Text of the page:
Some might find it a small irony that not even the alleviative powers of marijuana are helping with the growing pains of its own industry. No one expected California’s legalization of recreational cannabis, barely two months’ old, to be without plenty of problems.
In a mixed metaphor so often the trait of politicians, state Sen. Mike McGuire noted, “… as I have always said, this is a tall mountain to climb and we are currently building the airplane and flying it at the same time.”
There is no business, no business development, no jobs, no money for schools, roads, hospitals, and public safety in areas without a legal framework that respects prior agreements.
McGuire made his remarks at the first-ever meeting of all the state agencies charged with implementing California’s new cannabis law since Proposition 64 took effect the first of the year. The meeting took place in Ukiah on March 1.
Covering the gathering, reporter Will Houston of The Cannifornian wrote, “McGuire … said that the state’s medical and recreational cannabis market has the potential for job growth, community development and reining in an environmentally destructive and violent black market.But he also said that nothing about the transition to the new era of legalization has been easy for the state, local communities or the industry.”
Let me offer to a new industry a couple of old-fashioned principles
1. The importance of governments to abide by their agreements.
Devastated by the 2015 Butte wildfire, tiny Calaveras County, 45,000-population, saw marijuana harvesting as a revenue stream for rebuilding. “County supervisors embraced legalizing cannabis as a way for the local economy to generate revenue that could help it recover,” reported the Los Angeles Times.
“Not long after, however, anti-pot supervisors … were elected to the five-member board. They had promised to ban cultivation in Calaveras County. In January, they scored a victory with a 3-2 vote ordering growers to cease operations by June. By then, Calaveras had collected $3.7 million in $5,000 registration fees from more than 700 cannabis cultivators … The county has earned nearly $10 million from growers since voters approved a cultivation tax in 2016 … about $3 million of that has gone toward balancing the budget.”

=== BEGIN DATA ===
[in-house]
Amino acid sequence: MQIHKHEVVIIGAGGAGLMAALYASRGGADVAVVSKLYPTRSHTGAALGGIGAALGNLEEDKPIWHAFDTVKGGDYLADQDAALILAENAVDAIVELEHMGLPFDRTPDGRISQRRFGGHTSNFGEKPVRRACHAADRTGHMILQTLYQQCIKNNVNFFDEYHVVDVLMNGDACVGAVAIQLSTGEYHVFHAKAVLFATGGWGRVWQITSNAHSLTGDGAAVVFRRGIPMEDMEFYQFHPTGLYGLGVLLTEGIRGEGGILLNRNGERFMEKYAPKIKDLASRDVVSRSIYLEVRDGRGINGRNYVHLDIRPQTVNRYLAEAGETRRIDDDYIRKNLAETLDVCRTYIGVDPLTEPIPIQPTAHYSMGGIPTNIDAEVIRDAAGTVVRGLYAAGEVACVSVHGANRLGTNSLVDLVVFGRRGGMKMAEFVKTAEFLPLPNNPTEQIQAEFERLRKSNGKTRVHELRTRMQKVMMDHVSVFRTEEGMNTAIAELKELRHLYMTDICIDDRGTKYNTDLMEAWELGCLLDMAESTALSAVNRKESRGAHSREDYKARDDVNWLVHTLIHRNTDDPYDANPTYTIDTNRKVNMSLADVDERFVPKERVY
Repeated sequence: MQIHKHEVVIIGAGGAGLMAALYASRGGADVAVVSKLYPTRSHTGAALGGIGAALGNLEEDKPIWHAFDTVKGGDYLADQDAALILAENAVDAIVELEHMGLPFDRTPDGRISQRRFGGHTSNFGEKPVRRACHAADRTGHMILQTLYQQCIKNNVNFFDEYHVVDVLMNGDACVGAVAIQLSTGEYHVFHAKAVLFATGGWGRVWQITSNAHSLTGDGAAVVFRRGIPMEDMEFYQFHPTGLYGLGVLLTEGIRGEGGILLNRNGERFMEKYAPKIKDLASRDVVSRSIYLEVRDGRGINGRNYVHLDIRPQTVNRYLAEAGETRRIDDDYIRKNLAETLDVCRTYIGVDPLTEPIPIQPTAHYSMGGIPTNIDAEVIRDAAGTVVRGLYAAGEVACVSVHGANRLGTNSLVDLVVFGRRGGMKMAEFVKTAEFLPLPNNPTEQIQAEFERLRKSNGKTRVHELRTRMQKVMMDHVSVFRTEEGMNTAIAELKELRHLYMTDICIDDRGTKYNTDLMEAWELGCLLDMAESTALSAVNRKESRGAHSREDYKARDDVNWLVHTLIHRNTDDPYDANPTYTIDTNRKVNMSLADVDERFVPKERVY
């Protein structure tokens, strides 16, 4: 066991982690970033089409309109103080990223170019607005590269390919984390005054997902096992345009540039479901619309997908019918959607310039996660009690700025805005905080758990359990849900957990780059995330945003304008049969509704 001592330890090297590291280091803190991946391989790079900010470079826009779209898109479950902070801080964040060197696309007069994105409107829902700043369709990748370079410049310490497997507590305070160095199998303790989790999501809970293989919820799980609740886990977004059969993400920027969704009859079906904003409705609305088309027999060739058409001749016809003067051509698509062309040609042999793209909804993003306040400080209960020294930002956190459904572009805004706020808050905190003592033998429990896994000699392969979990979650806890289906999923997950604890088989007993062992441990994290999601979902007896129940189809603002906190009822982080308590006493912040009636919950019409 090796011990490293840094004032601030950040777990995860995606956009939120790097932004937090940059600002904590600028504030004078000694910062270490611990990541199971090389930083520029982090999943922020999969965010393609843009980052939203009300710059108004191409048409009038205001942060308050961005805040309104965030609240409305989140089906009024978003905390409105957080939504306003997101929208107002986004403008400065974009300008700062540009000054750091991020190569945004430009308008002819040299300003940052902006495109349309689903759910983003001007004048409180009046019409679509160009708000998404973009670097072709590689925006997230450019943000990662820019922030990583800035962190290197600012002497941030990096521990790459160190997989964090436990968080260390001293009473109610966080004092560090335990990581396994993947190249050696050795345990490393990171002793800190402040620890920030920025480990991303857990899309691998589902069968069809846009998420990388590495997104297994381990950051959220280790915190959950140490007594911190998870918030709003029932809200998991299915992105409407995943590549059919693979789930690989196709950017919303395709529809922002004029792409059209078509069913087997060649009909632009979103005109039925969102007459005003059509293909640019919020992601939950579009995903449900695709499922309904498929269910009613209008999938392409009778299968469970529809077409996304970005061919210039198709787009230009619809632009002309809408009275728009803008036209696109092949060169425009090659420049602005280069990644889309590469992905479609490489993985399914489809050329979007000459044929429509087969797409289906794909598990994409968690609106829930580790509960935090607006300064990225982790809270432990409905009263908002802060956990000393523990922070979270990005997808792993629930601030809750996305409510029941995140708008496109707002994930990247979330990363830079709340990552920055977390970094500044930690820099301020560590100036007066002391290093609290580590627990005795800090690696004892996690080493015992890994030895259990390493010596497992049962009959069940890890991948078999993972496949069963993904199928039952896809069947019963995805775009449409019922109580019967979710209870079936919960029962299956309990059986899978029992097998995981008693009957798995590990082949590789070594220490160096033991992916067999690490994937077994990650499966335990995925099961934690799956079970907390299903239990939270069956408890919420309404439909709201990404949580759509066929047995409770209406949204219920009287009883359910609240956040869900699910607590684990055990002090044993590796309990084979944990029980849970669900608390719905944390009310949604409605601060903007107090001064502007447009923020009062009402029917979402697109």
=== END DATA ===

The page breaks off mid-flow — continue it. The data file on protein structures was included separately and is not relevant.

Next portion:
Lesson: There is no business, no business development, no jobs, no money for schools, roads, hospitals, and public safety in areas without a legal framework that respects prior agreements. See: Third World.
2. Don’t let regulations choke the golden goose.
At the Ukiah meeting, Sonoma County Agriculture Commissioner Tony Linegar worried that “… overburdening local regulations may actually be perpetuating the black market and are driving out small farmers in favor of larger, corporate growers,” according to reporter Houston’s account.
In a poll of its small-business owning members conducted last year, the National Federation of Independent Business found “the volume of regulations is the largest problem for 55 percent of small employers compared to 37 percent who are most troubled by a few specific regulations coming from one or twosources. About 28 percent of small employers cite compliance costs as their largest regulatory issuefollowed by 18 percent citing the difficulty of understanding what they must do to comply. Seventeen percent are most burdened by the extra paperwork required.”
Lesson: It’s important for policymakers to remember that regulations do not occur in a vacuum. Local regulations, both city and county, are being complied with at the same time as state and federal ones are. The question government officials should ask themselves is: “Are we the best level of government to be regulating this?” Not, “Should we also regulate this?”
Small business is no small matter. According to the U.S. Small Business Administration, California small businesses are 99.8 percent of all businesses and employ 6.8 million workers, or 49.2 percent of the state’s workforce. Nothing wrong with having a regulatory environment hospitable to large, corporate growers, but a vibrant economy is impossible to achieve without it being equally hospitable to small businesses, which already pay 30 percent more than big businesses do to comply with the same federal regulations, and three times as much to comply with taxes.
Demanding local governments abide by their agreements and keeping regulations to a minimum will ensure everyone benefits from California’s Green Rush.
Ed’s Note: Don Smith is executive vice president of SMART Cannabis and Next Generation Farming, Inc., a Roseville-based global leader in state-of-the-art agritech, cannabis and advanced organic greenhouse development and farming solutions.